Time after time many subcontractors get burned on a time and materials construction contract. As with many other construction contracts, there are advantages and disadvantages. Depending on your needs and your operational workflow, one may be more ideal.
Fixed Price Construction Contracts
In a fixed price contract, the contractor and owner agree to a lump sum price. Based on the design and schedule, the contractor develops an estimate on the labor and materials for the cost of construction. The profitability of the contractor rests labor productivity and the ability to execute the job according to the estimate, or even better, lower than estimated. Because the design and plans must be complete to provide an accurate estimate, a project under a fixed price contract usually takes much longer to start.
Time and Material Construction Contracts
On the other hand, a time and materials construction contract, the owner agrees to pay the contractor the cost of materials, labor, and the contractor’s overhead and profit. Some may refer to a time and materials contract as a cost plus contract.
Many times a time and material construction contract is ideal for an owner because it provides complete transparency into their costs. The owner verifies invoices and timesheets to ensure correct costs. There is no dispute into how much items cost. Similarly, contractors benefit from the immediacy of their work and thus revenue recognition. Although, there is a limit to the profit, the contractor is guaranteed to recover any expenses and earn a profit on the job.
Labor Rates – This may include separate labor rates for each category or single fixed rate to cover all laborers. When determining the labor rate, contractors must remember to reflect the employee’s actual labor rate as well as additional costs. The fully burdened rate to include insurance, taxes and benefits for the employee will determine the true labor rate.
Material Markup – The customer usually pays retail pricing on materials. Some instances the contractor has established wholesale pricing with the supplier and charge an additional material markup to the customer.
Not to Exceed – The owner may establish a maximum amount on the project to avoid overcharges. This protects the owner in terms of establishing a budget and scope on the project. More importantly it helps prevent excessive costs and provides an incentive for the contractor to work more efficiently. If maximum labor hours are not set, a dishonest contractor may not work as productively in order to keep billing additional hours.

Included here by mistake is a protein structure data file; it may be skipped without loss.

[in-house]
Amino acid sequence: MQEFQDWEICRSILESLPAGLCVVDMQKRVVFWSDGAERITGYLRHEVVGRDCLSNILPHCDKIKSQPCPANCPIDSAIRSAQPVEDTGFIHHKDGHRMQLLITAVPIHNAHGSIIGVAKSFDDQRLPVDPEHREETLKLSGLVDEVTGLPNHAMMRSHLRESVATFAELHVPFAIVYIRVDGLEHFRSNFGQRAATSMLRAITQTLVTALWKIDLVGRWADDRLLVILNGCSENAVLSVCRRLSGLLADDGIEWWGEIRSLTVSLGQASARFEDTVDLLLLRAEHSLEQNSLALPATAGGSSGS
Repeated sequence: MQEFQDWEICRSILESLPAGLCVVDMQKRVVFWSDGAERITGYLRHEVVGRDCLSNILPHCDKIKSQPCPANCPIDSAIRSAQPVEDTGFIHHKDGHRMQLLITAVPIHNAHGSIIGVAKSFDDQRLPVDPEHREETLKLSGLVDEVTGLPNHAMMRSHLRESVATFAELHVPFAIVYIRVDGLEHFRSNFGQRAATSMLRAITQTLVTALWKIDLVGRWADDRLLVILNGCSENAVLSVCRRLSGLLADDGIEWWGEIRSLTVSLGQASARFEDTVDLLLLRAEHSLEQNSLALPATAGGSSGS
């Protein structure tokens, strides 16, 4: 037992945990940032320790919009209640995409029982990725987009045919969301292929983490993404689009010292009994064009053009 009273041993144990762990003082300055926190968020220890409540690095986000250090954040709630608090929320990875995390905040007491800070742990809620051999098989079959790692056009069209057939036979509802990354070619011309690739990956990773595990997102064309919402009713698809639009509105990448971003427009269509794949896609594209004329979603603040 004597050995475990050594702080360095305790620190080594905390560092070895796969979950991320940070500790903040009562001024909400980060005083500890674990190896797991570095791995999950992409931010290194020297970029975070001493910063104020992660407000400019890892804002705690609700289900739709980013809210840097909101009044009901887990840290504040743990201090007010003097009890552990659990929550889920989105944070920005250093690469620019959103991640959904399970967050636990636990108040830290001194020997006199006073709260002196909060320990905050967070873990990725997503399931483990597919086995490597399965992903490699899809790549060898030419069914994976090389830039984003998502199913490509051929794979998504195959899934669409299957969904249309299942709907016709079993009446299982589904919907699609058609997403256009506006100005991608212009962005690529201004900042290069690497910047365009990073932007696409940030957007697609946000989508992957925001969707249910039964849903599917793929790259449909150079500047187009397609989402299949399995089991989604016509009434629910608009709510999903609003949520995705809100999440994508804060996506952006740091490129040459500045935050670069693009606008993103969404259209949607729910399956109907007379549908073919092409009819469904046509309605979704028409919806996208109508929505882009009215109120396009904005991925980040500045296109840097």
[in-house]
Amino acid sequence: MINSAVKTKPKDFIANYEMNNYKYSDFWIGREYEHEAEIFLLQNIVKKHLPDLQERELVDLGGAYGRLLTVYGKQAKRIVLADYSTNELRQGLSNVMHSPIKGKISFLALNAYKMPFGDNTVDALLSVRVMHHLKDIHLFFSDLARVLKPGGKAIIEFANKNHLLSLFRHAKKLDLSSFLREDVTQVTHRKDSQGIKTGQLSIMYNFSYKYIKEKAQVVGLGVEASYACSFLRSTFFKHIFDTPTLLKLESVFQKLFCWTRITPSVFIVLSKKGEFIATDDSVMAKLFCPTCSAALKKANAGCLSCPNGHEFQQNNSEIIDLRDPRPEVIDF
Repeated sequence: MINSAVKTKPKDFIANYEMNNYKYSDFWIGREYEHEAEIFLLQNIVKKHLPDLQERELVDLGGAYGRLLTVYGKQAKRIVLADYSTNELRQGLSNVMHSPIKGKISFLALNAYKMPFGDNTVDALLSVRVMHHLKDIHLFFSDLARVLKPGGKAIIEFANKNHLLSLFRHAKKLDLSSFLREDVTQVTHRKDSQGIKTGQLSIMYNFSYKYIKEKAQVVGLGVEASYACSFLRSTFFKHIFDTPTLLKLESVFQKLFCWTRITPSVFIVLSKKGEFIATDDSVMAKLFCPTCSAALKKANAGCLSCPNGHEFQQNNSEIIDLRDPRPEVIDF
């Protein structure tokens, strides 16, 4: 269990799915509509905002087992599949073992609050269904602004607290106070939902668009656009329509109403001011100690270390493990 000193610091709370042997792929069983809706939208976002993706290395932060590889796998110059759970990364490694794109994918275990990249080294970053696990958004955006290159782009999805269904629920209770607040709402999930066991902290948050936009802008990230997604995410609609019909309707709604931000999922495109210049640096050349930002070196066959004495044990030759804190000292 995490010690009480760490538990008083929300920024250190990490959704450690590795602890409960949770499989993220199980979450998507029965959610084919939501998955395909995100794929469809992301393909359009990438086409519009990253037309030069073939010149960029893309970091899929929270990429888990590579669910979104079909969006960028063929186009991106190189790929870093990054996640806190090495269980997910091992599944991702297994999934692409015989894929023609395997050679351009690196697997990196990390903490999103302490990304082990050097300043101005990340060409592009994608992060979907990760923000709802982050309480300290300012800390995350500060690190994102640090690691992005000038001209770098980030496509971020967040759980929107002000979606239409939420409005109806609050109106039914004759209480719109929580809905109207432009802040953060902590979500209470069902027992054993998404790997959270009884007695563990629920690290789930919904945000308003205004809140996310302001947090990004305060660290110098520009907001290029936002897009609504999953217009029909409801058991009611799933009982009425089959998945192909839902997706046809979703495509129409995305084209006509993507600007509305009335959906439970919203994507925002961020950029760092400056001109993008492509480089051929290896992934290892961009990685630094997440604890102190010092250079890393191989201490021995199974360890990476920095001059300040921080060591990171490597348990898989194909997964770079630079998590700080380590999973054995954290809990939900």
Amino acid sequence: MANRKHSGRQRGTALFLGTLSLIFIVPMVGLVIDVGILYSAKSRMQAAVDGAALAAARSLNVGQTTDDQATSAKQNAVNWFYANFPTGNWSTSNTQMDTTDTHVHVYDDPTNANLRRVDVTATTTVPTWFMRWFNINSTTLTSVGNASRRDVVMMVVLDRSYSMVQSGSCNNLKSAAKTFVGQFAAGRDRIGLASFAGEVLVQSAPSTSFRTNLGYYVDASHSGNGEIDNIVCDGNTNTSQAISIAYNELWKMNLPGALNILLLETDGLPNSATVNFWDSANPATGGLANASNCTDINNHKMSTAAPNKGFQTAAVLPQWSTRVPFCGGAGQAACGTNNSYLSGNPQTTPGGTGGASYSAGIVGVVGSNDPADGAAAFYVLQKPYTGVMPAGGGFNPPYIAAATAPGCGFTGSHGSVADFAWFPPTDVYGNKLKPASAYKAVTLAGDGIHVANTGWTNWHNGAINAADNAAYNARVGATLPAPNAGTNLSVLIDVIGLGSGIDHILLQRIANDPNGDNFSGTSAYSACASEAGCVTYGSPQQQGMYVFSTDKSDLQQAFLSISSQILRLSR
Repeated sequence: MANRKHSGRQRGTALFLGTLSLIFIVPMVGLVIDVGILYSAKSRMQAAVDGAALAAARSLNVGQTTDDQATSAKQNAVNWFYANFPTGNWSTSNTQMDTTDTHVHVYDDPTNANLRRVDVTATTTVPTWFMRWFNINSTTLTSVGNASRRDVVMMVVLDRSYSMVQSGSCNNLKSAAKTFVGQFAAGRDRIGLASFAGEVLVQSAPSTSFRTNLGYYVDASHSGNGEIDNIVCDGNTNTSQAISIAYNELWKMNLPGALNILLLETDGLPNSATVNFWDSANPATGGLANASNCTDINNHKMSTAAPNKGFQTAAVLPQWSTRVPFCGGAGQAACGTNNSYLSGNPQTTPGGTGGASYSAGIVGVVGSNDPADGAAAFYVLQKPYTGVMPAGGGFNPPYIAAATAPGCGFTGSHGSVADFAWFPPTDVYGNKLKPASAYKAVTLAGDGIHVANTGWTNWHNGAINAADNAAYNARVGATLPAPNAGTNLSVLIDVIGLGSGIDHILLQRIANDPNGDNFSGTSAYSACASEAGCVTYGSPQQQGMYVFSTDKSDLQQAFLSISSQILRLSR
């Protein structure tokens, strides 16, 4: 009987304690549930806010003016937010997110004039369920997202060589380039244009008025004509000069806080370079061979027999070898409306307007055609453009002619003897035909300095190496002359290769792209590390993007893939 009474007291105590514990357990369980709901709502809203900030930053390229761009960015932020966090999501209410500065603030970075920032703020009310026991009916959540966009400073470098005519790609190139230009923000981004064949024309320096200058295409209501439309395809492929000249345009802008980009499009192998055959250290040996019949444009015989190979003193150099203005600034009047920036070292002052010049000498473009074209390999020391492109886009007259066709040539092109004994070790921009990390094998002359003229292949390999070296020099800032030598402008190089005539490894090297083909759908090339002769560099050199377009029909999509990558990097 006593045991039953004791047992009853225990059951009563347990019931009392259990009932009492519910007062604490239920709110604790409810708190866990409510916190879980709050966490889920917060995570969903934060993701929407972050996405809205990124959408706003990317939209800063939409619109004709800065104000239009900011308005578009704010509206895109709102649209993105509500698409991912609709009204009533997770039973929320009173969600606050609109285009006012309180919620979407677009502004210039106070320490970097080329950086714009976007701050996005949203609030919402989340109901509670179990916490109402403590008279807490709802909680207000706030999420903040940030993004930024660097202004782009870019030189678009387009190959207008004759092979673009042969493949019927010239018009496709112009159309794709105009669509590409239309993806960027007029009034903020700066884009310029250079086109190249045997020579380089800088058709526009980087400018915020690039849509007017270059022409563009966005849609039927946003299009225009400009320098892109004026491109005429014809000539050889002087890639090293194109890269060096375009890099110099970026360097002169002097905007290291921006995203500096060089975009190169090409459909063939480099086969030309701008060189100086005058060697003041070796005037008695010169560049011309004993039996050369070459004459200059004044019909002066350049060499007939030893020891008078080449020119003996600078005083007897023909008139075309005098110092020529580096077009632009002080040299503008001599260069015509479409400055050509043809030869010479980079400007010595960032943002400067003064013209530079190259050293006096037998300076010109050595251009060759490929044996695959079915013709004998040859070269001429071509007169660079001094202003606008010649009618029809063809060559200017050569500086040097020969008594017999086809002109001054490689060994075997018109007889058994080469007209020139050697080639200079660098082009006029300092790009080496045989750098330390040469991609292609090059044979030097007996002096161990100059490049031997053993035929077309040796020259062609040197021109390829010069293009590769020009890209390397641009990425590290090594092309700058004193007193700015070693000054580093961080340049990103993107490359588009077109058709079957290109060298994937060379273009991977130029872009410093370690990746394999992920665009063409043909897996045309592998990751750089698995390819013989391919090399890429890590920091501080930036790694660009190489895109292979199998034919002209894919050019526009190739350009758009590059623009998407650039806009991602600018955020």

Additional items of consideration in a Time and Materials construction contract
Every construction contract assumes a large amount of risk. However, there seems to be a greater amount of risk to both companies. There is a high risk for the owner. Proceeding without a plan or estimate at the beginning of the project can make the costs rise quickly. The owners are responsible for the costs, so this can delay the completion of the project until the owner secures additional funding. On the other hand, this can also put the contractor at risk and liable for any costs that the owner cannot pay.
Time and material contracts seem reasonable enough: owner pays for costs. However, disputes may arise if the owner does not understand the nuances of construction. They may dispute the need for certain tasks and reluctant to pay for certain items. The contractor deems them a requirement for safety while the owner may question the necessity.
Mostly, time and material contracts can put contractors at a disadvantage in terms of profit. The profit on a time and materials contract is fixed and predetermined and agreed upon by the owner. If the contractor must ensure that the “plus” in the “cost plus” contract adequately covers his or her fixed costs. Any errors in that calculation can reduce their profits. For every project on a time and materials contract, the contractor receives a fixed profit, which does not provide any strong growth acceleration. However, this may not be ideal for ambitious contractors.
Many contractors begin taking on projects on a time and material basis. Even in a straight forward process, its important that contractors begin to have their paperwork organized. The invoices and timesheets must be pristine in the event the owner would like to verify their accuracy. The correspondence must be accurately documented in order to reduce any questions on payment. The contractor must account for for all operating expenses to ensure they inclusion in overhead costs.
While the owners are paying for time and materials, the contractor should still track time and materials on their own. Tracking labor hours and material usage on certain tasks and projects will provide the contractor with solid historical information. This can provide insightful data in order to deliver stronger estimates on projects to help set more reasonable expectations on costs for time and material contracts or even begin to move into the world of fixed contracts.